|THEODORE WIPRUD - Violin Concerto ('Katrina') - Ittai Shapira (Violin) -
Neil Thomson (Conductor) - Royal Liverpool Philharmonic - 5060212590442 - Released: September 2012 - Champs Hill Records 043|
I know the title of this new CD is American Violin Concertos and features Violin Concertos by three different composers, but the focus of this review
will be aimed at the Violin Concerto ('Katrina') composed in 2010 by Theodore Wiprud (b 1958). After all, this
is in fact its world première recording, and the two other concertos on this disc by Gian Carlo Menotti and Samuel Barber are presented here as re-issues dating back
to 2001, originally released on the ASV label, also performed by violinist Ittai Shapira, but this time with the Russian Philharmonic Orchestra
conducted by Thomas Sanderling. And surprisingly enough, the Wiprud is the one that, in keeping with the CD's title, sounds the most "American".
Hens pecking in the yard, the rattle of voodoo effigies strung on a chain, the distant incantation of a blues spiritual, the jazzy swagger of a big city, the eerie sound of
the wind rushing through harmonicas like the rustle of leaves in a tree ... all of these subliminal images of the beating heart of New Orleans weave their way in and out
of the music that is 'Katrina'. A reflection through music on what the devastating effects of that hurricane inflicted on the life and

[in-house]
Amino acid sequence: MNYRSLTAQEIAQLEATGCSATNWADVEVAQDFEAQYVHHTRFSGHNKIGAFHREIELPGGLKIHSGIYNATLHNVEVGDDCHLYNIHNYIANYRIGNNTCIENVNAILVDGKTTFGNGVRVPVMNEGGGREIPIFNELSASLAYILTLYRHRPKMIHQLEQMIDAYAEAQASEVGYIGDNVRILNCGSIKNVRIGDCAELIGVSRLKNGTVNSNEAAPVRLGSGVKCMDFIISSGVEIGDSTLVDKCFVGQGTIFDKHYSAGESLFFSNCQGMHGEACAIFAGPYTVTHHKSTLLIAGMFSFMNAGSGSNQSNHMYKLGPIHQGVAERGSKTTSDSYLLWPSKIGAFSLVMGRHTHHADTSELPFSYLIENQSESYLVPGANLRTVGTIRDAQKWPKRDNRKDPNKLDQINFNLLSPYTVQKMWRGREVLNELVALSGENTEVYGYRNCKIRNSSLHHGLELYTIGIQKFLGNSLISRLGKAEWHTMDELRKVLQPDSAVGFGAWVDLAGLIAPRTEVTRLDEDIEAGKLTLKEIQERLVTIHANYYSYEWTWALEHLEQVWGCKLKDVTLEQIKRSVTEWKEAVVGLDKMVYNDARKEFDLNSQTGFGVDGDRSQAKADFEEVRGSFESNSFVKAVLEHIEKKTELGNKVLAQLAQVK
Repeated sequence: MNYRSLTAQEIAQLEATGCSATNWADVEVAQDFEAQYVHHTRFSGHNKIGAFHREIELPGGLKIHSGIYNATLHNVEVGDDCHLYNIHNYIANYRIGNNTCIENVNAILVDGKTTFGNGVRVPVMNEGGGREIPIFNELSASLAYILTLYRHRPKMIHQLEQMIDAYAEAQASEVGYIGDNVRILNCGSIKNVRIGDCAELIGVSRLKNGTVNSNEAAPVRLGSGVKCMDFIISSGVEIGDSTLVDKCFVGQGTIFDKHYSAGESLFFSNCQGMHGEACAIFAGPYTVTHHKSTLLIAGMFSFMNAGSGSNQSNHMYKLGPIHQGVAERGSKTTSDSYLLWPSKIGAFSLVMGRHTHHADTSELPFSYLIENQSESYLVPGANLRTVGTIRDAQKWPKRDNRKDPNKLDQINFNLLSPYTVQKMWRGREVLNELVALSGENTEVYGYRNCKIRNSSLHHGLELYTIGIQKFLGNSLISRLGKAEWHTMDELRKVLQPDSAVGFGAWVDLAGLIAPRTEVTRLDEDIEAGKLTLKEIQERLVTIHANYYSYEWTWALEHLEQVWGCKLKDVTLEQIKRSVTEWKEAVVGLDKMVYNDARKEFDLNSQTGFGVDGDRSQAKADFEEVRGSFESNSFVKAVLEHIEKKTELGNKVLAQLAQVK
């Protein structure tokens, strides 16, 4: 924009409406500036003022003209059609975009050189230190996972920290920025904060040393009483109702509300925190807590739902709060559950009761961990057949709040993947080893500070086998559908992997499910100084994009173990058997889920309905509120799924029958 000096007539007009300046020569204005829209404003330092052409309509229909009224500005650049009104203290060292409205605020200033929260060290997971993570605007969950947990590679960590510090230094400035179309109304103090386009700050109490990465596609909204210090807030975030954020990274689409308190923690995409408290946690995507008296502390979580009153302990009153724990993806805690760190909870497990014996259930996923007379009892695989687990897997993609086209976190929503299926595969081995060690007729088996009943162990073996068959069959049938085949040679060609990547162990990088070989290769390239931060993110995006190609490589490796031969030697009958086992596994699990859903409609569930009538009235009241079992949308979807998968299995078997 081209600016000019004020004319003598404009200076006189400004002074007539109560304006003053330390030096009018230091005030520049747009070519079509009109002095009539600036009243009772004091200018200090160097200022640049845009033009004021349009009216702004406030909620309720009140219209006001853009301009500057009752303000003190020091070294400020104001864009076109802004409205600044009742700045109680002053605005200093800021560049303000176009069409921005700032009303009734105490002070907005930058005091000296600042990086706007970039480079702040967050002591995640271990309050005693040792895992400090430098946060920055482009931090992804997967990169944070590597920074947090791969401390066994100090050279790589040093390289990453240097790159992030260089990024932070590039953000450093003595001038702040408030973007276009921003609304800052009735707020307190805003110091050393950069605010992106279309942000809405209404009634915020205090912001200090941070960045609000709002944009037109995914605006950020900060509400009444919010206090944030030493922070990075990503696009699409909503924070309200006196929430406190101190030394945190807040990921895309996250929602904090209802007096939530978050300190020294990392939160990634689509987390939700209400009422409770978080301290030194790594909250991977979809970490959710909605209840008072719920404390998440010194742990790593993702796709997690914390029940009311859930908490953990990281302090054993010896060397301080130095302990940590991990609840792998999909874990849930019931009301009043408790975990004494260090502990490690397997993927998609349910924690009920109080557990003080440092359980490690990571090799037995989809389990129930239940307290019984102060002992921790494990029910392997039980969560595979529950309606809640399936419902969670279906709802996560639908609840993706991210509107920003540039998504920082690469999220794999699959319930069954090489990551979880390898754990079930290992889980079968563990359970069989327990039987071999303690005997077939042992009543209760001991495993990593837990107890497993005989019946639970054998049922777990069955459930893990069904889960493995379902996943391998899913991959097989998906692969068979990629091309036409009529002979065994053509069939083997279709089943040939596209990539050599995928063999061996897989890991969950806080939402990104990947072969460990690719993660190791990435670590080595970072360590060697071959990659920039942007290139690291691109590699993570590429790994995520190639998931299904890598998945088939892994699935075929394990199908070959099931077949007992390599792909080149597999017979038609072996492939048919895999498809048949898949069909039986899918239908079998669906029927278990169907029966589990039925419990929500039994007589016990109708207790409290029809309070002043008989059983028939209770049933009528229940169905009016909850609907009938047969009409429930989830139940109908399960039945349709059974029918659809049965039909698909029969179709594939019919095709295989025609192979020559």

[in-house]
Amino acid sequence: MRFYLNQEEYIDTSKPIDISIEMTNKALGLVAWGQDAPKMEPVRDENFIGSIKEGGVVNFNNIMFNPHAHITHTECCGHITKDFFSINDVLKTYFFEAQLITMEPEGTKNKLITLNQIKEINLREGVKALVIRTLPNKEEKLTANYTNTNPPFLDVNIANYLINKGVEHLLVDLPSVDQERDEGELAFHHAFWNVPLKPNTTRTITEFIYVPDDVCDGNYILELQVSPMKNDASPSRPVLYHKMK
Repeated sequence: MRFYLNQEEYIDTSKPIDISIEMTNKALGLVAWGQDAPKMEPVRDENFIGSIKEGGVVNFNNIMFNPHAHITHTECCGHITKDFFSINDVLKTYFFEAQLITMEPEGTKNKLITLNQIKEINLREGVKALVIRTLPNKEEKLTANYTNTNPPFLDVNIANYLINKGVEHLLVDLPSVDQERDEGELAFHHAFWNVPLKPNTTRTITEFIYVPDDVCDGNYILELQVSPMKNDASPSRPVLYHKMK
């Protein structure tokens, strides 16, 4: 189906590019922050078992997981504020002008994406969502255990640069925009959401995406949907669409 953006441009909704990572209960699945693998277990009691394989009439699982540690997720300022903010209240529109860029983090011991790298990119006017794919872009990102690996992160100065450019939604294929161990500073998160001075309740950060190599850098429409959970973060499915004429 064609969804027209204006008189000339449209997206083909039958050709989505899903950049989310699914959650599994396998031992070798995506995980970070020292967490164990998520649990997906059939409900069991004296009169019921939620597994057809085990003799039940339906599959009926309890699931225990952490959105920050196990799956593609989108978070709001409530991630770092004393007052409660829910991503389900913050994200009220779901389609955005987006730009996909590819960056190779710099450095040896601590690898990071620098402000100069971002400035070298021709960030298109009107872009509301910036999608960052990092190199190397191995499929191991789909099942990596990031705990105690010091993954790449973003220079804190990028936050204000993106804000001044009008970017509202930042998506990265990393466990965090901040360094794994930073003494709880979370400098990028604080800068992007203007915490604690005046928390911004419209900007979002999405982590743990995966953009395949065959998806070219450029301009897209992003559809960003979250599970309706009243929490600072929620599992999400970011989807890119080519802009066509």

musical spirit of that city and its inhabitants. There are no "pretty" passages, as in the Barber, to be found anywhere within this work. Even its slow movement, beautifully
captured by Ittai Shapira, conveys a strange feeling of loss and disillusion, but at the same time reinforces the fact that the essence of the life force
behind the music itself will never die.
With traces here and there of William Schuman, Leonard Bernstein and William Russo, this concerto is quintessentially American in character. In my opinion, what
composer Theodore Wiprud does best, is capture the soul of 21st century America. Tattered shambles of its former self. Hurricane Katrina merely
finished off what was already crumbling away at its core. With each listen, I find myself noticing, deep within the music, remnants of strong traditions being eroded
away not only by the winds of a storm, but also by the winds of time. In true concerto form and style, he imposes technical demands on both the soloist and the orchestra,
while at the same time creating an expressive piece of music that evokes distant and profound memories. Captivating!
Jean-Yves Duperron - November 2012